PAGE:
The Solar System: One star,
nine eight planets. Right? Not really. Our Solar System is a treasure trove of more quaint destinations as well. Let the Ministry give you a short tour.
Virtually everyone has heard about the ex-planet Pluto
, and some may even have heard about it’s moon Charon. Charon is special: it’s the biggest moon in the solar system, relative to the “parent” body (followed by the Earth-Moon system). Less well known are the three other moons: Nix, Hydra and (the poetically named) S/2011 P1. Nothing much is known about these nuggets of ice in deep space, but the NASA space probe “New Horizons” is scheduled to visit in July 2015, so we may learn much more then…
Technically, Pluto is a dwarf planet, and it’s not alone. At the time this is written, there are at least eight dwarf planets in addition to Pluto. Ceres was discovered on January 1st 1801, and was immediately recognized as a planet (an honour shared with asteroids Pallas, Vesta and Juno). Located in what would later be known as the asteroid belt, it is by far the largest asteroid. In a close parallell to the demotion of Pluto, Ceres was demoted to an asteroid after astronomers found more and more other rocks in the same area, realizing it wasn’t all that unique after all.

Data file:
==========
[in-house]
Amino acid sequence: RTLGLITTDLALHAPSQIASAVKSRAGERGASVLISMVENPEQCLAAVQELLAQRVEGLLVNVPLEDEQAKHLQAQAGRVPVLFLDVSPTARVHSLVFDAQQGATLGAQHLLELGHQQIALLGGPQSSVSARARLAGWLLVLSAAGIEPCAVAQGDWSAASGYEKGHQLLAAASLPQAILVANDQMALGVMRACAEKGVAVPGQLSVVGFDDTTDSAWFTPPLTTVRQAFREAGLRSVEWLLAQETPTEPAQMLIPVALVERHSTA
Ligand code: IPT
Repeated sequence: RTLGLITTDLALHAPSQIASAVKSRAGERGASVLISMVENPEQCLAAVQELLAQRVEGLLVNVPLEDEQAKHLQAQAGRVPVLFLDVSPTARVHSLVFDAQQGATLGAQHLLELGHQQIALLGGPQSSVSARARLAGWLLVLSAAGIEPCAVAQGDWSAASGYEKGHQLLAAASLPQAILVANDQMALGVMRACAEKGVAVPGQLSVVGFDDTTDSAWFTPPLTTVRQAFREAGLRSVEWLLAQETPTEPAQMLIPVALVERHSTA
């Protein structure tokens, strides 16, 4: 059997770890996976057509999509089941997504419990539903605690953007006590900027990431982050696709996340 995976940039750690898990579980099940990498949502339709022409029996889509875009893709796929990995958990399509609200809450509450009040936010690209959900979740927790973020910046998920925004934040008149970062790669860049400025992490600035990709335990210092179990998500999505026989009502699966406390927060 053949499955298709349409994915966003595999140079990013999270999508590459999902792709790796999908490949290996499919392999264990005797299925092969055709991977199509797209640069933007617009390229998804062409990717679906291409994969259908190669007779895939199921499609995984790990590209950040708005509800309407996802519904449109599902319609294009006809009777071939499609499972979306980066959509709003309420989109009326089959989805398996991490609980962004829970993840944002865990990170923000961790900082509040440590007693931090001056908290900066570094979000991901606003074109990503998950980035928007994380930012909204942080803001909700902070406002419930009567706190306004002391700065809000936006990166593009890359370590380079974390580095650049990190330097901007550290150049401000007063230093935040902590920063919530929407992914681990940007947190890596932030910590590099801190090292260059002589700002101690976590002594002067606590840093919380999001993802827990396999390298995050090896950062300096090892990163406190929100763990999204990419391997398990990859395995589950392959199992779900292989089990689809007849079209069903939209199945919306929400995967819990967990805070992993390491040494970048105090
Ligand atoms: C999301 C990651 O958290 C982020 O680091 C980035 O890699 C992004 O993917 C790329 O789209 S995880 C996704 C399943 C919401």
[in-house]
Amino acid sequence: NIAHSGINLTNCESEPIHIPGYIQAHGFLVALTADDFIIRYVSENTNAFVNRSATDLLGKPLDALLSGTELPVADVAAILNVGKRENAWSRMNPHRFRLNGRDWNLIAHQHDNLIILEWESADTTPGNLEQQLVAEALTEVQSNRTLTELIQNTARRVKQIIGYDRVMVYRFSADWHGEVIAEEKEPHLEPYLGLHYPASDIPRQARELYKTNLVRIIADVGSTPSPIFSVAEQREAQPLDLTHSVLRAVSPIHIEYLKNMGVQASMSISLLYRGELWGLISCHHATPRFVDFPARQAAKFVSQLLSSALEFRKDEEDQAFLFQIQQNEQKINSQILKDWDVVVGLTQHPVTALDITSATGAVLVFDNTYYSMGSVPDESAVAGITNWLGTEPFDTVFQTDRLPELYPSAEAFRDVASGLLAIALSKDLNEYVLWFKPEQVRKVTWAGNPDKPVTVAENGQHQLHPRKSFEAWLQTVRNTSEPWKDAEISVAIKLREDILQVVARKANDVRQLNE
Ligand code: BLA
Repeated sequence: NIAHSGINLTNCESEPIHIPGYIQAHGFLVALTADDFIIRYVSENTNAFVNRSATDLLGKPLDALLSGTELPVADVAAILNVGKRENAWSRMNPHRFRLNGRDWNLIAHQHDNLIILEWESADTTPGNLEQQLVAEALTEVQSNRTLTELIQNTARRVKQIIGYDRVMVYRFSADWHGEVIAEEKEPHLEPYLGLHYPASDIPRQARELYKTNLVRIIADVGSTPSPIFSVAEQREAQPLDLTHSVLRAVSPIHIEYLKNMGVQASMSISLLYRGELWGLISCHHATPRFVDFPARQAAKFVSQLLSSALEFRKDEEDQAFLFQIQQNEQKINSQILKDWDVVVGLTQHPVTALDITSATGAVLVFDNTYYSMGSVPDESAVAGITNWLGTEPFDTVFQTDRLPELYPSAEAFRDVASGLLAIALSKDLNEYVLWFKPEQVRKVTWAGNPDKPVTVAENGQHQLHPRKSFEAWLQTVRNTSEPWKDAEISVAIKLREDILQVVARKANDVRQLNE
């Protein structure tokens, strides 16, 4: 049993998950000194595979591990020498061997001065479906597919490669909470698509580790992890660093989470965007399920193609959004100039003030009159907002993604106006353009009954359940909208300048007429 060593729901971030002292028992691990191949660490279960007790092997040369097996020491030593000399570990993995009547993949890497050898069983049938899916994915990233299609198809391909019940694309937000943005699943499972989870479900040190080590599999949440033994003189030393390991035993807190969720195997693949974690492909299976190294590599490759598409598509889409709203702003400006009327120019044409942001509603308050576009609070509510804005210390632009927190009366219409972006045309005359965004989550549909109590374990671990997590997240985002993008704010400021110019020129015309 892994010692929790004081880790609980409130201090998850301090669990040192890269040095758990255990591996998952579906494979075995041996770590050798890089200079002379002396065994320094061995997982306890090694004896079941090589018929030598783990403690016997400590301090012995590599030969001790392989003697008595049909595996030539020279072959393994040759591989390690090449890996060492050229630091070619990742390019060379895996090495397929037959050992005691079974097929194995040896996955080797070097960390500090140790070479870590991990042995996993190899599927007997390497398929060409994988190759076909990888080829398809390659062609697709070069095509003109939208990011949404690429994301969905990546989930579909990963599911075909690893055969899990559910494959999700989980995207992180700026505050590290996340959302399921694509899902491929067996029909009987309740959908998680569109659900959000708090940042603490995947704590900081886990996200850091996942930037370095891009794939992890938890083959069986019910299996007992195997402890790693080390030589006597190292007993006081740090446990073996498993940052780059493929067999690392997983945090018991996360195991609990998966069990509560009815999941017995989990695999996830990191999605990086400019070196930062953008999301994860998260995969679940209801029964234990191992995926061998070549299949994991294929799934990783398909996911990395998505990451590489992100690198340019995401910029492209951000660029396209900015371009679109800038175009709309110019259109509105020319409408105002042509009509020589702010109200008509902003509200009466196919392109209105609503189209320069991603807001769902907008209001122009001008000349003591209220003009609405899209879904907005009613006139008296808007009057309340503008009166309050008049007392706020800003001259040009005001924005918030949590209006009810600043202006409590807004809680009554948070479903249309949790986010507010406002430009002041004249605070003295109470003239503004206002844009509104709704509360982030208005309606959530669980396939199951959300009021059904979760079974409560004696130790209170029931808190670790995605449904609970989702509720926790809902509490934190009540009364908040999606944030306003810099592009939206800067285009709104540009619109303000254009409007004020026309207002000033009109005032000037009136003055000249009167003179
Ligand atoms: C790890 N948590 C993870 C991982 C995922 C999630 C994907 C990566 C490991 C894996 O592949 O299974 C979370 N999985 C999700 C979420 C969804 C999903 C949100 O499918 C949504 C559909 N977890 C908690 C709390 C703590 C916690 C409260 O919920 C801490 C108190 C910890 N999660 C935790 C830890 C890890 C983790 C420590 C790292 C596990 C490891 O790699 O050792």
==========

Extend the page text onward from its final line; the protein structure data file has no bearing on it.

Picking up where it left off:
Unlike Ceres, planet Pluto appeared to be alone for a long time after it was discovered in 1930. That all changed in 2002. In the course of a few years we discovered Quaoar, Sedna, Orcus, Haumea, Makemake and 2007 OR10, in addition to a number of smaller objects. Naturally Pluto wasn’t so special anymore. Rather than doubling the number of planets (not counting the large numbers which they suspect are yet to be discovered), they let Pluto take the hit and demoted it from a proper planet to one of the dwarven ones. Ironically, the schoolteachers and armchair astronomers who should be happy not having to teach their pupils the name of 17 planets were pissed, rebelling against the decision.
So, what about these newcomers? Well, we don’t actually know much about them. They’re pretty far out there, pretty small and pretty cold. Most lie around 40 – 70 times as far away from the sun as our planet does (scientists dub the Earth-Sun distance 1 astronomical unit or AU), but Sedna is different: right now, at it’s closest, it is 70 AUs away – but it goes all the way out to 937 AU.
Sedna begs an interesting question. If we just happen to see it now, how many other planets are out there, too cold and small to see? It could be dozens, hundreds, even more. We know there are many – because that’s where the comets come from. Scientists predict there’s a whole cloud of comets and dwarf planets out there – the Oort cloud. Sedna might be an inner object in this cloud, which is believed to be as far out as 50 000 AU. In deed, some claim there might be planets as big as Earth, or even Jupiter somewhere out there. In other words, the time of solar system planet hunting may not be over after all.
Top banner depicts an artist’s imagining of Pluto’s surface. Picture is courtesy of ESO/L. Calçada (Source).